Program archives

April 28, 2021. We continue our deep dive into how Middletown, CT, already a way cool city, might become even cooler by developing its potential to be an arts destination. In case you’re unfamiliar with Middletown, it’s well-known for its excellent restaurants. It’s got the Connecticut River running alongside it. It’s got Wesleyan University. And a classic wide main street. And an excellent library. Plus, as I can’t resist pointing out, but which you seem to already know, since you’re listening to it: an amazing college radio station. In this second installment of the series, we talk to Middletown artist Pierre Sylvain, the executive director of the Buttonwood Tree arts venue on Main Street, and last but not least, the mayor himself. What’s he think of the idea of artifying Middletown?

April 11, 2021. Great restaurants. That classic wide main street. Wesleyan. Excellent library. Way-cool college radio station. Middletown’s got it all, right? Well, except for visual art. In the first of a series about how to make Middletown an art destination, Open Studio talks with an artist, a former arts administrator, and a Realtor. They consider the sad proposition that maybe the city just isn’t into art.

March 28, 2021. Artist Holly Whiting and her husband Joe, who’s about to retire from teaching middle school English, have sold nearly all their worldly goods and are about to live on the road in a 100-square-foot school bus they converted themselves.

March 14, 2021. A visit with Connecticut-based artist Peter Waite, whose paintings, mostly of architectural subjects based on his travels in the US and abroad, focus on what he calls the intersection of private and public memory. Find images at openstudioradio.org.

Feb. 28, 2021. Down With Some Art? A Lincoln scholar weighs in on what should be done with problematic — especially Confederate — statuary. Should they be pulled down? Stored in warehouses? Ret. RI Supreme Court Chief Justice votes nay.

Feb. 14, 2021. A Valentine’s Day special! Ten artists’ takes on love, with art historian Fran Altvater, associate dean of the University of Hartford’s Hillyer College. Follow along visually at openstudioradio.org! Plus! A heart-shaped chocolate box of selected songs about love & art! You never know what you’re gonna get!

Jan. 24, 2021. Building More Diverse Architects: What would architecture look like if not just white men designed it? We hear from underrepresentated architecture students from the University of Hartford and their enlightened white male professor.

Jan. 10, 2021. Is There Life After Art School? Five recent graduates of Hartford Art School (full freight nearing $57,000/yr) discuss how things are going so far. Will the American Dream be forever inaccessible to them? Is it even THEIR dream? Should they make marketable work or paint their souls? Is Instagram the best path to community? How have their expectations and work changed since graduations? Any regrets?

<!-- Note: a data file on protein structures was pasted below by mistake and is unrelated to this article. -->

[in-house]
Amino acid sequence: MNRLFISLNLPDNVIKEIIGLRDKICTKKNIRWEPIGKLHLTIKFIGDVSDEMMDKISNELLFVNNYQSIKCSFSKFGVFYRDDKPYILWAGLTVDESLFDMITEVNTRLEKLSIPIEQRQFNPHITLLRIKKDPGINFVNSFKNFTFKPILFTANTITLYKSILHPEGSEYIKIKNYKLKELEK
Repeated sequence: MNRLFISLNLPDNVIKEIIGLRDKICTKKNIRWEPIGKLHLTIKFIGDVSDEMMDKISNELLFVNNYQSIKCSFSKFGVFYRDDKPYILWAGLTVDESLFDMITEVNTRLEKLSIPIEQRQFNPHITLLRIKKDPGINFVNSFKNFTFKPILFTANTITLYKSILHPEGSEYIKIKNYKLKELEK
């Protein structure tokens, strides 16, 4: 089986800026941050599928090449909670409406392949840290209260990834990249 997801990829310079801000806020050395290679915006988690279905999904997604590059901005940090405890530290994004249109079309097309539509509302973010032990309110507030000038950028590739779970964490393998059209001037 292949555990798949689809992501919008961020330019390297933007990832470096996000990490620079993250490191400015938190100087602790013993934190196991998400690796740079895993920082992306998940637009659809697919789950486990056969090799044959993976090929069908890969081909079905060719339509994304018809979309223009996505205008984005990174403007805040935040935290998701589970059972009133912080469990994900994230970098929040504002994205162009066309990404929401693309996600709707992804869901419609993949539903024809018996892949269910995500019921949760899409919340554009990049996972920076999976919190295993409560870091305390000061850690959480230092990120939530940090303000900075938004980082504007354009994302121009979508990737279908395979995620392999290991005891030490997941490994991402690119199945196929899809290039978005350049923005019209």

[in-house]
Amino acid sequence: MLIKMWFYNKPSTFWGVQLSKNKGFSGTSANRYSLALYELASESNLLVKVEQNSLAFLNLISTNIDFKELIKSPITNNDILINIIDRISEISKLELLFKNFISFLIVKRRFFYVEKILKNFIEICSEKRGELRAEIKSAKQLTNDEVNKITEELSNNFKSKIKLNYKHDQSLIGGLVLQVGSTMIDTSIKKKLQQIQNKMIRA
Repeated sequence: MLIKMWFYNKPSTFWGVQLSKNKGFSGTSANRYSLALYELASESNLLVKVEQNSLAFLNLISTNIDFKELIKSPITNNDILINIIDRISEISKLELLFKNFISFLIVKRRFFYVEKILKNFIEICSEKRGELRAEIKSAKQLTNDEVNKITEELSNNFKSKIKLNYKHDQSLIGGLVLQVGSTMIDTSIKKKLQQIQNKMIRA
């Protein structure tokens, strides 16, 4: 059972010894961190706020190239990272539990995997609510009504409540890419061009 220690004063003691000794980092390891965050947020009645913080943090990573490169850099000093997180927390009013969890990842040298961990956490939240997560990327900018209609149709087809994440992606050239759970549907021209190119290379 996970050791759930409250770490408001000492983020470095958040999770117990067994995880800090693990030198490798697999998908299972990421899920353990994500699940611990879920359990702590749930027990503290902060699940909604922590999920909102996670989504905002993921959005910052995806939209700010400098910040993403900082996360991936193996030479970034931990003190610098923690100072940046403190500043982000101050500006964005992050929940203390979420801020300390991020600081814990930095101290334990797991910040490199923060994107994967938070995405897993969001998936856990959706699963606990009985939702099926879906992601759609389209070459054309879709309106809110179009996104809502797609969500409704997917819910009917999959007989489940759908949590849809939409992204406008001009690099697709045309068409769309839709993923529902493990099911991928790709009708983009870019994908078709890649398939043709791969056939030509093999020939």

Dec. 27, 2020. Marcy LaBella not only draws, paints, works in clay, makes jewelry, and teaches all over the place — she’s made it her mission to learn the intricacies of disseminating her art online. As of this writing, she has attracted 10.4 K followers — and counting! She’s created a course to show us how to do it, too.

Dec. 13, 2020. John James Audubon was a great artist but, as it turns out, a very bad guy. Patrick Comins, executive director of the CT Audubon Society, talks turkey about the man’s flaws and how the conservation movement that bears his name is dealing with them. Also: book recommendations; news of an upcoming Zoom series, Young, Gifted, and Wild About Birds; and places in Connecticut that are worth a winter hike.

Nov. 22, 2020. Four Armenian artists — Nubar Alexanian, Mari Firkatian, Marsha Odabashian, and Arevik Tserunyun — discuss the effect on their work of centuries of conflict in their ancestral land — and sometimes Armenians’ preference for silence about it.

Nov. 8, 2020. A pre-election-results conversation in which our guests — a theologian and an artist — dare to consider joy.

Oct. 25, 2020. Film critic Richard Alleva on how the changing way we watch movies and TV is changing us. Also: why the term “art film” makes him cringe.

Oct. 11, 2020. On using the wrong water fountain and other traumas. Bob Selby makes art from memories of growing up in the Jim Crow South. His installation piece, “The Doors of Segregation,” is a metaphor for the obstacles that remain despite progress toward racial unity. A former newspaper illustrator and college art professor, Bob now uses his retirement years to paint his soul.

Sept. 27, 2020. Interview with abstract painter Cat Balco, a professor at Hartford Art School who shows in NYC.